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Editorial: Why are UNM regents wasting court’s time with questionable visa suit?

Perhaps it’s a classic case of “right hand, left hand” or “ready, fire, aim.”

Perhaps the folks over at the University of New Mexico Board of Regents haven’t heard federal judges in New Mexico are struggling under a massive caseload and what’s one more civil lawsuit.

Because there isn’t really a good explanation why the regents filed suit against the federal government, Secretary of State Mike Pompeo and U.S. Attorney General William Barr last month in an effort to bring a Chinese researcher to campus.

The regents said in a court filing that Dr. Hongwei Gao was supposed to start a postdoctoral fellowship in the electrical and computer engineering department in August but hasn’t been able to travel to the United States because the Department of State hasn’t processed his visa application. Therefore, the complaint says, UNM “is suffering prejudice every day without the contributions he would be making in research and investigation.”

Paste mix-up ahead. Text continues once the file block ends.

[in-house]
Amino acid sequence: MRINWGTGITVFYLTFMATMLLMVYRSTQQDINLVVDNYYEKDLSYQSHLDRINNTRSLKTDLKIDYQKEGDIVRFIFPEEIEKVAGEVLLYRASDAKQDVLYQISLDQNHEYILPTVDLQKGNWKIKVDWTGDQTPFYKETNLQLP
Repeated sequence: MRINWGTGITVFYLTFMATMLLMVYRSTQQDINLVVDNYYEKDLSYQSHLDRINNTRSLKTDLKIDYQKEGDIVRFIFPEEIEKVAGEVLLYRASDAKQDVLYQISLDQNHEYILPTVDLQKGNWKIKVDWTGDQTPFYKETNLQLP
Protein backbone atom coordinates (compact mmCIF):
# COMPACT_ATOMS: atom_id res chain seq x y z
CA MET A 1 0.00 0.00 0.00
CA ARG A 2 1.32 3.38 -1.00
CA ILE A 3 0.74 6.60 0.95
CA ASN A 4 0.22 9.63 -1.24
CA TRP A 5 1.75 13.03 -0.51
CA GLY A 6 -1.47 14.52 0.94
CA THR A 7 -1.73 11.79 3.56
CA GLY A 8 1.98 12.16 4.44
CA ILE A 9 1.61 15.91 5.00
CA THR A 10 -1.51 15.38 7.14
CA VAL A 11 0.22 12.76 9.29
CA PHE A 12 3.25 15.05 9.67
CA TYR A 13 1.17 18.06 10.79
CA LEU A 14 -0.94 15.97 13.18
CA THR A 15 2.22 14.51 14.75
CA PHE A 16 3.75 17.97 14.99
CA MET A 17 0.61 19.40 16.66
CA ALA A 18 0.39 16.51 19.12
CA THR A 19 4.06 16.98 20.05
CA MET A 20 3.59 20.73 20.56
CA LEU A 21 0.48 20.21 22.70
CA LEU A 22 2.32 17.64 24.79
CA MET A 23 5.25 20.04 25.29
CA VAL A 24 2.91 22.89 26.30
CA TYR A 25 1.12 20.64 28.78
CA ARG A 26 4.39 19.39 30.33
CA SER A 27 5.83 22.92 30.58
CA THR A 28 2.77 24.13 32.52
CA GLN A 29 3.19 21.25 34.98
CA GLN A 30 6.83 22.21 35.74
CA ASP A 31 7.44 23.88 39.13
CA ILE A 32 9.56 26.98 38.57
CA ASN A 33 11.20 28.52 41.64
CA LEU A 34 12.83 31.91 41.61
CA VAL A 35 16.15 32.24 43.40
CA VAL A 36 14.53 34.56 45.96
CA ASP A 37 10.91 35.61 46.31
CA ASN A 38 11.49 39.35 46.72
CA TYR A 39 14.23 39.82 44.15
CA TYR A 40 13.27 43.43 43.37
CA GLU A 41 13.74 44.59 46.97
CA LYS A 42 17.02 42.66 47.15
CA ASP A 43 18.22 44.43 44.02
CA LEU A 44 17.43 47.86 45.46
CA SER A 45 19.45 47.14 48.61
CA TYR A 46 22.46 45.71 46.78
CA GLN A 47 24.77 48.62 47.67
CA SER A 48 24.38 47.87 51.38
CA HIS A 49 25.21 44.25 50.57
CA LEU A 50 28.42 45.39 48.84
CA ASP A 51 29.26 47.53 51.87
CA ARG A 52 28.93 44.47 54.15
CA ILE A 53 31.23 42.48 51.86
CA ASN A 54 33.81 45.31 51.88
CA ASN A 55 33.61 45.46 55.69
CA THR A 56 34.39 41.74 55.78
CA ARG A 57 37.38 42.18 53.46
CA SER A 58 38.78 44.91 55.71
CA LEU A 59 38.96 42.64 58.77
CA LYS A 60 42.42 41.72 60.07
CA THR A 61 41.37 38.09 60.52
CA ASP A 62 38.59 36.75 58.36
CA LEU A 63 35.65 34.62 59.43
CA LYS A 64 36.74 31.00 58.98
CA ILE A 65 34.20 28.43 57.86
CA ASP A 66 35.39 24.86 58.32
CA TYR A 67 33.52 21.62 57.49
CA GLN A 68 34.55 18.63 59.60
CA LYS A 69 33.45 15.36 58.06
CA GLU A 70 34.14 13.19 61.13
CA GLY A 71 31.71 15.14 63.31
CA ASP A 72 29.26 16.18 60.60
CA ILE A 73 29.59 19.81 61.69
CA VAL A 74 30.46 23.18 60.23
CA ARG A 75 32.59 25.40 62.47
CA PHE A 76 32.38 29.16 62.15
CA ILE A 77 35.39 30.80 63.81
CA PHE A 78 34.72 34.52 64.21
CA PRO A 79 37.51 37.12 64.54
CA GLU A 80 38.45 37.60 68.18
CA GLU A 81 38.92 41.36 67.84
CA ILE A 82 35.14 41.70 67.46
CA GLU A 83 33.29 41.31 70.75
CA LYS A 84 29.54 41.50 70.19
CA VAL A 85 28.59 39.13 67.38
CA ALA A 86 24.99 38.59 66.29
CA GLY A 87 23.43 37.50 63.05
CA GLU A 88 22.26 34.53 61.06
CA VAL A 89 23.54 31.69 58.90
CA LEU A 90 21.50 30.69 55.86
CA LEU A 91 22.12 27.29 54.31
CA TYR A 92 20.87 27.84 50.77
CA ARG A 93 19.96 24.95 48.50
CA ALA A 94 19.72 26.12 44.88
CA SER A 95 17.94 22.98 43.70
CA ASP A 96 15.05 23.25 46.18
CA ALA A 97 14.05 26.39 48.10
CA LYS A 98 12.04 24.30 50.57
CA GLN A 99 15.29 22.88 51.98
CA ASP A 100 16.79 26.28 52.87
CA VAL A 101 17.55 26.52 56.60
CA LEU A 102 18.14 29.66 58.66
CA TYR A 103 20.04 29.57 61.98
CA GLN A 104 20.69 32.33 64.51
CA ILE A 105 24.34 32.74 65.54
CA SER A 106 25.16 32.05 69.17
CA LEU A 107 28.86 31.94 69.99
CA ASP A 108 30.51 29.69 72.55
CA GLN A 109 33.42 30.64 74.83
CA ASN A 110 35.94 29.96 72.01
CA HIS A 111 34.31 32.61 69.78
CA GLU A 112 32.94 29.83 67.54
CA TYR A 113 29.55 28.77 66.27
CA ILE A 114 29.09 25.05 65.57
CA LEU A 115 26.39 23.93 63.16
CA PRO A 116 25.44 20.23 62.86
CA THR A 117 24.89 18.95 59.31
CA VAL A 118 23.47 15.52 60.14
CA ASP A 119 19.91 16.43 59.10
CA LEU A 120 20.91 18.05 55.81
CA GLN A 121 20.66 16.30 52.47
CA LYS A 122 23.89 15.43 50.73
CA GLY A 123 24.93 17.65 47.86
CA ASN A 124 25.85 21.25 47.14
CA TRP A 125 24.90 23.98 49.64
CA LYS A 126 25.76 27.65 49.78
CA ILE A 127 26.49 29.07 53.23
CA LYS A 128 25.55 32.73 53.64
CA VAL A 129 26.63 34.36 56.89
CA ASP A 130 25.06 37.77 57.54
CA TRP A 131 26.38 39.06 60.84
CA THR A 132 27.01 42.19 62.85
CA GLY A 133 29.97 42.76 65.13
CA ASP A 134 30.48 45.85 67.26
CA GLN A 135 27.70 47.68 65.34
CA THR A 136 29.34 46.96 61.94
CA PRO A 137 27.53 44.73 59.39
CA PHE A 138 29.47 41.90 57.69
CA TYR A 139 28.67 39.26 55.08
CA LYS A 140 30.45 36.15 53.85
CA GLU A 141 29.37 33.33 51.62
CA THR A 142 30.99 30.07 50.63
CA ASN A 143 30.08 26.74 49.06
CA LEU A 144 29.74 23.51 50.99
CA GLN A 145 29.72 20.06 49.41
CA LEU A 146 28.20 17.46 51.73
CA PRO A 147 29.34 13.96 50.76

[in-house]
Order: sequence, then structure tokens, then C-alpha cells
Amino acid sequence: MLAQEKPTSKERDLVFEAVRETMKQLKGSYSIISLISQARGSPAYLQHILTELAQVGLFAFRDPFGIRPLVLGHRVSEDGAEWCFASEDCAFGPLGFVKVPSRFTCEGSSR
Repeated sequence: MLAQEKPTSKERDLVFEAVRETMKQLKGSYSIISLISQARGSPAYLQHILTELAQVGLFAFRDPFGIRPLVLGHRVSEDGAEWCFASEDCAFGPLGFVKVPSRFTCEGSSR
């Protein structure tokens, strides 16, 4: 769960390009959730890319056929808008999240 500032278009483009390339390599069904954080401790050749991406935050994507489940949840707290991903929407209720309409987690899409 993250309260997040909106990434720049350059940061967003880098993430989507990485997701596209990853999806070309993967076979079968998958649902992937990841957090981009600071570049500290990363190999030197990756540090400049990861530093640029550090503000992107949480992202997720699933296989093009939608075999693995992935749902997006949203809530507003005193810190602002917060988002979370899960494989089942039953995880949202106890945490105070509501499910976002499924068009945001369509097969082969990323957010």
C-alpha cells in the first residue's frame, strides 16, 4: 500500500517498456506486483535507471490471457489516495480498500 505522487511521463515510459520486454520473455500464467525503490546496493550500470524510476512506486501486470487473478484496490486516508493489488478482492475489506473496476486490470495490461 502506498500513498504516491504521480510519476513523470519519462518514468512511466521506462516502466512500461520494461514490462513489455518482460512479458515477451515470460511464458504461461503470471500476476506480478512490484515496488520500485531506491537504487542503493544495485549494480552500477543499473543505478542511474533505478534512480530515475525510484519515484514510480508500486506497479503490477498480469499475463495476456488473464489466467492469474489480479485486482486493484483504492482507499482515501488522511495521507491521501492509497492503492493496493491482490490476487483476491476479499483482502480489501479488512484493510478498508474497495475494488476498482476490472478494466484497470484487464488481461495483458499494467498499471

The problem with that legal argument is that a dean at the university says UNM no longer has any position for Gao.

“The person who sponsored (Gao) …is no longer with UNM,” Christos Christodoulou, dean of the department of electrical and computer engineering, told Albuquerque Journal reporter Ryan Boetel. “So this whole case is no case.”

Gao had been sponsored by a former assistant professor at UNM who is now at the University of Illinois at Urbana-Champaign.

Gao was interviewed in May at the U.S. Consulate in Beijing – note: U.S.-Chinese relations have been a bit rocky with disputes over trade and intellectual property theft by the Chinese – and his application was placed in “administrative processing,” where it has remained.

The State Department won’t say why, and UNM won’t say why it has continued to devote time and resources to the case.

Despite the hand-wringing in the complaint, Christodoulou says UNM isn’t being harmed by Gao’s absence.

“His lack of presence here isn’t harming anyone. Not at all,” he said. “To be honest, I don’t need him for my work.”

Which leaves the regents in the highly dubious position of having gone into federal court with allegations that are highly questionable under the most charitable interpretation.

The university should withdraw its complaint before it suffers serious public embarrassment and perhaps even a judicial sanction.


This editorial first appeared in the Albuquerque Journal. It was written by members of the editorial board and is unsigned as it represents the opinion of the newspaper rather than the writers.